But another question may arise, Which was most likely to be the subject of this oracular declaration, the general resurrection and redemption by Christ; or the restoration of Job to health and affluence? If we look only to the general importance of these things, this question may be soon decided; for the doctrine of human redemption, and the general resurrection to an eternal life, are of infinitely greater importance than any thing that could affect the personal welfare of Job. We may therefore say, of two things which only the power of God can effect, and one of which only shall be done it is natural to conclude he will do that which is of most importance; and that is of most importance by which a greater measure of glory is secured to himself, and a greater sum of good produced to mankind. As, therefore, a revelation by which the whole human race, in all its successive generations, to the end of time, may be most essentially benefited, is superior in its worth and importance to that by which one man only can be benefited, it is natural to conclude here, that the revelation relative to the general resurrection, &c., is that which most likely the text includes.

    But to this it may be answered, God does not do always in the first instance that which is most necessary and important in itself, as every thing is done in that order and in that time which seems best to his godly wisdom; therefore, a thing of less importance may be done now, and a thing of greater importance left to a future time. So, God made the earth before he made man, produced light before he formed the celestial luminaries, and instituted the Mosaic economy before the Christian dispensation. This is all true, for every thing is done in that season in which it may best fulfill the designs of providence and grace. But the question still recurs, Which of the predictions was most congruous to the circumstances of Job, and those of his companions; and which of them was most likely to do most good on that occasion, and to be most useful through the subsequent ages of the world? The subject is now considerably narrowed; and, if this question could be satisfactorily answered, the true meaning of the passage would be at once found out. 1.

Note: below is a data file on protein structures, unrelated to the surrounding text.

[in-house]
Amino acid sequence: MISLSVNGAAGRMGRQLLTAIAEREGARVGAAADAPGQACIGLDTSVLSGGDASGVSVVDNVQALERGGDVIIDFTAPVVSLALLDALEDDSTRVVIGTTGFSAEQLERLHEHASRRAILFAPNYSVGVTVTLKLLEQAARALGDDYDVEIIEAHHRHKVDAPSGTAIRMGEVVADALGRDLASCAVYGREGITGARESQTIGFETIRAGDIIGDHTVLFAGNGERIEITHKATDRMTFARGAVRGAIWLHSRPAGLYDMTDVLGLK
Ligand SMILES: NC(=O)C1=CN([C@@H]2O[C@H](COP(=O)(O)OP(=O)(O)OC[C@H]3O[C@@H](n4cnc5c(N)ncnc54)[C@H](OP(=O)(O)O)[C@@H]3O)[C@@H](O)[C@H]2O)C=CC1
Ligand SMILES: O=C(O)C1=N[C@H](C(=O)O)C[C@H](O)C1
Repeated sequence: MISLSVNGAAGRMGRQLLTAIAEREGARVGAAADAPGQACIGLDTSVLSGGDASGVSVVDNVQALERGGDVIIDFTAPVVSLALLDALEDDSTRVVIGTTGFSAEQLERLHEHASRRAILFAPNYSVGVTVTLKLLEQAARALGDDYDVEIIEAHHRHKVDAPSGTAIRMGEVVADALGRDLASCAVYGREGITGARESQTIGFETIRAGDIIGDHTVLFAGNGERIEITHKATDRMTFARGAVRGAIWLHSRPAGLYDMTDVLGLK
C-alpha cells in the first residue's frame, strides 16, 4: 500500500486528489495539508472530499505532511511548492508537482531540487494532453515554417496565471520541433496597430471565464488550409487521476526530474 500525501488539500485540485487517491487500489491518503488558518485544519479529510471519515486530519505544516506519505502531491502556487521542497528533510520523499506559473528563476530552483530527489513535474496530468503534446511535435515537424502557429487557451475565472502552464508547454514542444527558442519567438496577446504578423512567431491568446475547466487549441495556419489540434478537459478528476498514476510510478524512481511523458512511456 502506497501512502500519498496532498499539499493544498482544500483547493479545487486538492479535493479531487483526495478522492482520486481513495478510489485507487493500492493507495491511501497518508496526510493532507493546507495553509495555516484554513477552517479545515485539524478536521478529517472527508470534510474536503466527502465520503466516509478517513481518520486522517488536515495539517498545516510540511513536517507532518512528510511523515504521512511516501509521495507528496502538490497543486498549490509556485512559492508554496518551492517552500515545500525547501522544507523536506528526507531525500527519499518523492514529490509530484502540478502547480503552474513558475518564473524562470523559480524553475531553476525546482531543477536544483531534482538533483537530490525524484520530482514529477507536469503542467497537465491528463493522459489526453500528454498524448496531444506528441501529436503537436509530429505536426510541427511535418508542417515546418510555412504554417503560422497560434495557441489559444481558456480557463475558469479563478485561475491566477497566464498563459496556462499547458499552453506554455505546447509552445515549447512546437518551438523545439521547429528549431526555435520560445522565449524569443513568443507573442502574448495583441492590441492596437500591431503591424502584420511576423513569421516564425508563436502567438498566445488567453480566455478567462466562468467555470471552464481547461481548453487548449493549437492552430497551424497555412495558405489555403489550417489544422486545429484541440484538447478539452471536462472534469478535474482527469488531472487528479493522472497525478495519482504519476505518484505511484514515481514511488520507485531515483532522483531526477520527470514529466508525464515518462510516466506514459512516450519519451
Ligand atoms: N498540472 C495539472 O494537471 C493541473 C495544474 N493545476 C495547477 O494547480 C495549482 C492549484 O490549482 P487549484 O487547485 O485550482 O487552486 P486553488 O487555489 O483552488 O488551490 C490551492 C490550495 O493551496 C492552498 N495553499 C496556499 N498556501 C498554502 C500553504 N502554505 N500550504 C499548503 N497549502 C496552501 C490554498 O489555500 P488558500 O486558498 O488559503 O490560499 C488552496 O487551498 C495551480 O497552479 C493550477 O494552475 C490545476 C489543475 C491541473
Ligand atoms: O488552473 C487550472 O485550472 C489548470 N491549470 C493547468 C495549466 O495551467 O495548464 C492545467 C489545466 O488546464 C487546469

For the sake of righteousness, justice, and truth, and to vindicate the ways of God with man, it was necessary that Job's innocence should be cleared; that the false judgments of his friends should be corrected; and that, as Job was now reduced to a state of the lowest distress, it was worthy the kindness of God to give him some direct intimation that his sufferings should have a happy termination. That such an event ought to take place, there can be no question: and that it did take place, is asserted in the book; and that Job's friends saw it, were reproved, corrected, and admitted into his favour of whom they did not speak that which was right, and who had, in consequence, God's wrath kindled against them, are also attested facts.